Lilguy: The only reason I mentioned all of this was to correct some blatently untrue statements (in the discussion, not the document) that might confuse someone who was new to all this stuff. I don't know if I agree that simulated functions and role are independent concepts though. for instance, the statement "non simulated functions cannot be called on the client" is only true part of the time, and to understant that you NEED to understand what the role and remoterole are. I really don't see how any two concepts could be more closely tied together...

That said, I think this is an excellent document just the way it is; The passing mention of role at the beginning should be sufficient to make newcomers understand that they need to look at the role stuff eventually. Could you clarify this sentence though:

"Conversely, functions that aren't simulated can not be called on clients in a network game, but there are non-simulated functions which can be called from the client owning that actor"

What's the difference between "functions that aren't simulated" and "non-simulated functions" ? If they are the same, then it seems the sentence contradicts itself. May I suggest the following instead?

Conversely, non-simulated functions cannot be executed on a client in a network game, except in some special cases where the client owning that actor is the authority on that actor

That way it doesn't say "you can't do this, but, sometimes you can..."

Maybe I'm just reading it wrong, so take this all with a grain of salt of course...

Tarquin: Changed as suggested. But you can change stuff in documents yourself :)

Lilguy: My god Tarquin, do you ever sleep? :) thanks, I would have done it, but I didn't want to step on any toes here...

Tarquin: I live in the UK. It's breakfast time here :) One thing you could clear up is the "definition" heading. I've cleaned up the intro & added an example.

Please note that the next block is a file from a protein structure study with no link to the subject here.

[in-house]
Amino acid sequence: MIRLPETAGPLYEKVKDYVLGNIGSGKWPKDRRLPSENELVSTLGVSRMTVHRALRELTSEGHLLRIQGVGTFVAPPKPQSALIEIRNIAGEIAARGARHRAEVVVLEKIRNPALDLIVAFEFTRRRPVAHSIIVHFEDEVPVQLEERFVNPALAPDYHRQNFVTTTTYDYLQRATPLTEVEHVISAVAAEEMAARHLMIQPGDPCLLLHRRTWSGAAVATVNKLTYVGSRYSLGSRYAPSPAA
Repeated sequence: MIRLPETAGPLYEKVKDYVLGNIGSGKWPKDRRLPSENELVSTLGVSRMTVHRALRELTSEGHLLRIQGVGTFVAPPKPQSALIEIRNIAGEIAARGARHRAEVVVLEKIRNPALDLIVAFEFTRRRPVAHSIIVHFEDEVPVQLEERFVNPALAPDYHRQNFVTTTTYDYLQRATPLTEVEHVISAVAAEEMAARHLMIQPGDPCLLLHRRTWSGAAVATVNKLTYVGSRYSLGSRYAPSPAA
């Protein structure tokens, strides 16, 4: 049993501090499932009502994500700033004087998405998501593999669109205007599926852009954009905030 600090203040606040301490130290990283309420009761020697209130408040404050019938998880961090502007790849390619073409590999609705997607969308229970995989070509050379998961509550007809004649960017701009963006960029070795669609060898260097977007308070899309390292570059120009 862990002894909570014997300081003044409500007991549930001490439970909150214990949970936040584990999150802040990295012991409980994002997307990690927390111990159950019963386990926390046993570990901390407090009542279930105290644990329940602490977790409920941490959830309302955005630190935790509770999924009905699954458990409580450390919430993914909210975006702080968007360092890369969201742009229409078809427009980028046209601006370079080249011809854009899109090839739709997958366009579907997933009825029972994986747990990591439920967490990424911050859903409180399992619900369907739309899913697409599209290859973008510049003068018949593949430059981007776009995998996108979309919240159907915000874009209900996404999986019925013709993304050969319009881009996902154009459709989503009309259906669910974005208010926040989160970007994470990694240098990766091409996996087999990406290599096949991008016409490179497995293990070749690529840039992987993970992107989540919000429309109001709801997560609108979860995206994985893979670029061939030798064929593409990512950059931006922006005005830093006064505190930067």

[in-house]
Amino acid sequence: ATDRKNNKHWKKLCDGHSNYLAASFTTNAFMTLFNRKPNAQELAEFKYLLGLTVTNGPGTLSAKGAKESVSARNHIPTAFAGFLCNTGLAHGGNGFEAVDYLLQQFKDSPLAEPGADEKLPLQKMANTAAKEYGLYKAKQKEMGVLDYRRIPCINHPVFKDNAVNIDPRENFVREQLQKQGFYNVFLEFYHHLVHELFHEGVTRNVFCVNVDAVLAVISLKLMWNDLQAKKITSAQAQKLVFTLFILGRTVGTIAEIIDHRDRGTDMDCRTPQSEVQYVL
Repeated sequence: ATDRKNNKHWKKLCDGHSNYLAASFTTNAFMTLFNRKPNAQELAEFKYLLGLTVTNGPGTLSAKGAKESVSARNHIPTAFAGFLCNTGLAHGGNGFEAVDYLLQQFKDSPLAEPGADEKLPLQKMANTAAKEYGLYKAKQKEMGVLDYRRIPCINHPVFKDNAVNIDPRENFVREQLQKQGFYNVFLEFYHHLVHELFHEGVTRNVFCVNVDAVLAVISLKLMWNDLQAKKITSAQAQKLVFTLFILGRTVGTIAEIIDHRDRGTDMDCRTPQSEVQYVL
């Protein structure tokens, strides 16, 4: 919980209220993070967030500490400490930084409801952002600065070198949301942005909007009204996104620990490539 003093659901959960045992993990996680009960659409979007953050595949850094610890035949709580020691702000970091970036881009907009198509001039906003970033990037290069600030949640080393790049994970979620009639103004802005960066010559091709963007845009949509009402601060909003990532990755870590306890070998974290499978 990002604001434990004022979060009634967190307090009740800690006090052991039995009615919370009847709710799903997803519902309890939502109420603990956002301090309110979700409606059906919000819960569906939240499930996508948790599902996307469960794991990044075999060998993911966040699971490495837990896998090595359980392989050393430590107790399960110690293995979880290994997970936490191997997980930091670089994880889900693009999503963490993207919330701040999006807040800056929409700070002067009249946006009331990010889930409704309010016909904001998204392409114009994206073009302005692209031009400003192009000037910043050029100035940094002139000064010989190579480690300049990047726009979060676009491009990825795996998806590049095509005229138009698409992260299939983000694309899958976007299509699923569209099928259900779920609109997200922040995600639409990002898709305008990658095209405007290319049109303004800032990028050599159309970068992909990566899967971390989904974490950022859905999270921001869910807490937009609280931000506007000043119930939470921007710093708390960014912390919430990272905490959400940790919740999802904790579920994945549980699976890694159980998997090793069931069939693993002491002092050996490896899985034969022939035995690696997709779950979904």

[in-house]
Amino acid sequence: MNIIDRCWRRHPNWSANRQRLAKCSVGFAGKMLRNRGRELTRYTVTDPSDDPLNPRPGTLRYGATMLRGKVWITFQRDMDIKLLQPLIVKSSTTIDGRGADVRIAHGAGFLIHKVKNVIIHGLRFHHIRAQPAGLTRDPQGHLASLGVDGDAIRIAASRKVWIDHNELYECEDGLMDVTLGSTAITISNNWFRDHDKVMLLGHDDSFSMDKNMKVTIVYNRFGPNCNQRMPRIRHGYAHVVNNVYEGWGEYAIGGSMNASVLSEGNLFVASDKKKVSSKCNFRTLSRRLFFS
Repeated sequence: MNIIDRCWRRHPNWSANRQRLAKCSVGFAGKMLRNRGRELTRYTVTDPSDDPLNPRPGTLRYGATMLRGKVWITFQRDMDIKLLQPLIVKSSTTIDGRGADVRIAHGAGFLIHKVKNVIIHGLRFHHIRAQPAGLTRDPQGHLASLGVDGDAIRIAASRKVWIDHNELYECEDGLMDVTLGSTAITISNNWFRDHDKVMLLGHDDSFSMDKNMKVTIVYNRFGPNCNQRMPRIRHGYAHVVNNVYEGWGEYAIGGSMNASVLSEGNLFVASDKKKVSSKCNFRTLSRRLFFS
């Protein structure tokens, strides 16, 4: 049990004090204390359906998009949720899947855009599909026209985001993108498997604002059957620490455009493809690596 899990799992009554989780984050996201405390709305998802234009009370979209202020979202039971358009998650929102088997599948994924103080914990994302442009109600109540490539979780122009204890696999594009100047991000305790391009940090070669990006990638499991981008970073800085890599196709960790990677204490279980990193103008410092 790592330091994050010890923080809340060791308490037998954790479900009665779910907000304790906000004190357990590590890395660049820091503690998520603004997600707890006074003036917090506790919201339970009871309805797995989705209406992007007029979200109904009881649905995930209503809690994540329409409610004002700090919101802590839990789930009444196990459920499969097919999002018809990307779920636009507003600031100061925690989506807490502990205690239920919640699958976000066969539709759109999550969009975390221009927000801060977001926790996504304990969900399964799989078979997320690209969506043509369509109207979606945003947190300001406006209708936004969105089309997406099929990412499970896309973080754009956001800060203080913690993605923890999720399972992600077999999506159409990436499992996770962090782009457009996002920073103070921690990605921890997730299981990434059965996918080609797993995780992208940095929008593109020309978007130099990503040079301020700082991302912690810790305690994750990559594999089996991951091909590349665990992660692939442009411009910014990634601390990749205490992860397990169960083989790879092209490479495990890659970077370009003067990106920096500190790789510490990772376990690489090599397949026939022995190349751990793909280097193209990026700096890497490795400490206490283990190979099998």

Wormbo: Who said simulation and role were independant? I only said simulated functions and replicated functions were two different things. Also simulated functions check the local Role, not the local RemoteRole.

Lilguy: Ok, one last post, then I'm going to leave this topic alone... Sorry for the mis-understanding about what we were talking about Wormbo, it seems once again I've managed to totally mangle the subject :(
Yeah, simulated functions check the local role, but if this actor was spawned at the other end of the pipeline first and replicated, then the local role is equal to how the remoteRole was defined in script, so that's why I mentioned it...

karminax: The simulated function tick(float dt) or weapontick of a weapon hold by the player on the listening server isn't executed on clients, even if their players see this player and his weapon. (I've checked that with log messages). Why is that? Weapons are simulated proxys, so sim.tick should be executed everywhere.

Wormbo: The weapon is only replicated to the owning client. What you see is actually the weapon's InventoryAttachment.

Matariel: I suggest that we remove this discussion, it has outlived its usefulness and it only confuses newcomers with outdated information. We should remove it as soon as we get sufficient agreement on this course of action. If anyone is against the removal of this discussion, please speak up.

Category:Legacy Refactor Me

Category:Legacy Tutorial
Category:Legacy Refactor Me
Category:Legacy To Do – This needs merged into the grand topic of Replication. See Replication/Discussing